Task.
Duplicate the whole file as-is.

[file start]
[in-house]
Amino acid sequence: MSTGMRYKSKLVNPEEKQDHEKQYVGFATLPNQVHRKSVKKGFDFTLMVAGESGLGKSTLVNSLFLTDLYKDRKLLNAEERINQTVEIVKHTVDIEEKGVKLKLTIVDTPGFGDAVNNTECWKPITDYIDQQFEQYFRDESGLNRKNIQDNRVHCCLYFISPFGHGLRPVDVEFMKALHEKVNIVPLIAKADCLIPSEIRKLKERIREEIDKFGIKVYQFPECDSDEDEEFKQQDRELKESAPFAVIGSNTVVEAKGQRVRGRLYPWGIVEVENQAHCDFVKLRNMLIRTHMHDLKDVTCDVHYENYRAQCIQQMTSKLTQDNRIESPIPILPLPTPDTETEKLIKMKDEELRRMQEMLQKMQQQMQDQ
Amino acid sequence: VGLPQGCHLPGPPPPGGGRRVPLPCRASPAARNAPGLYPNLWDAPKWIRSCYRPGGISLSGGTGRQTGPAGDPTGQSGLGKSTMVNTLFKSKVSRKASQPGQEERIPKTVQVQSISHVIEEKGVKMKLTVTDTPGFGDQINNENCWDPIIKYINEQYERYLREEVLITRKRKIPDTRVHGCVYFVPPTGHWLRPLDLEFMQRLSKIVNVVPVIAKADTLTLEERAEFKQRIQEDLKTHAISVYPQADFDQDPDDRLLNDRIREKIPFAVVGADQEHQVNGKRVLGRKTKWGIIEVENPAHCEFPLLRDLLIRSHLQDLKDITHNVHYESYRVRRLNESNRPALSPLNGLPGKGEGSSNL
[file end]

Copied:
[in-house]
Amino acid sequence: MSTGMRYKSKLVNPEEKQDHEKQYVGFATLPNQVHRKSVKKGFDFTLMVAGESGLGKSTLVNSLFLTDLYKDRKLLNAEERINQTVEIVKHTVDIEEKGVKLKLTIVDTPGFGDAVNNTECWKPITDYIDQQFEQYFRDESGLNRKNIQDNRVHCCLYFISPFGHGLRPVDVEFMKALHEKVNIVPLIAKADCLIPSEIRKLKERIREEIDKFGIKVYQFPECDSDEDEEFKQQDRELKESAPFAVIGSNTVVEAKGQRVRGRLYPWGIVEVENQAHCDFVKLRNMLIRTHMHDLKDVTCDVHYENYRAQCIQQMTSKLTQDNRIESPIPILPLPTPDTETEKLIKMKDEELRRMQEMLQKMQQQMQDQ
Amino acid sequence: VGLPQGCHLPGPPPPGGGRRVPLPCRASPAARNAPGLYPNLWDAPKWIRSCYRPGGISLSGGTGRQTGPAGDPTGQSGLGKSTMVNTLFKSKVSRKASQPGQEERIPKTVQVQSISHVIEEKGVKMKLTVTDTPGFGDQINNENCWDPIIKYINEQYERYLREEVLITRKRKIPDTRVHGCVYFVPPTGHWLRPLDLEFMQRLSKIVNVVPVIAKADTLTLEERAEFKQRIQEDLKTHAISVYPQADFDQDPDDRLLNDRIREKIPFAVVGADQEHQVNGKRVLGRKTKWGIIEVENPAHCEFPLLRDLLIRSHLQDLKDITHNVHYESYRVRRLNESNRPALSPLNGLPGKGEGSSNL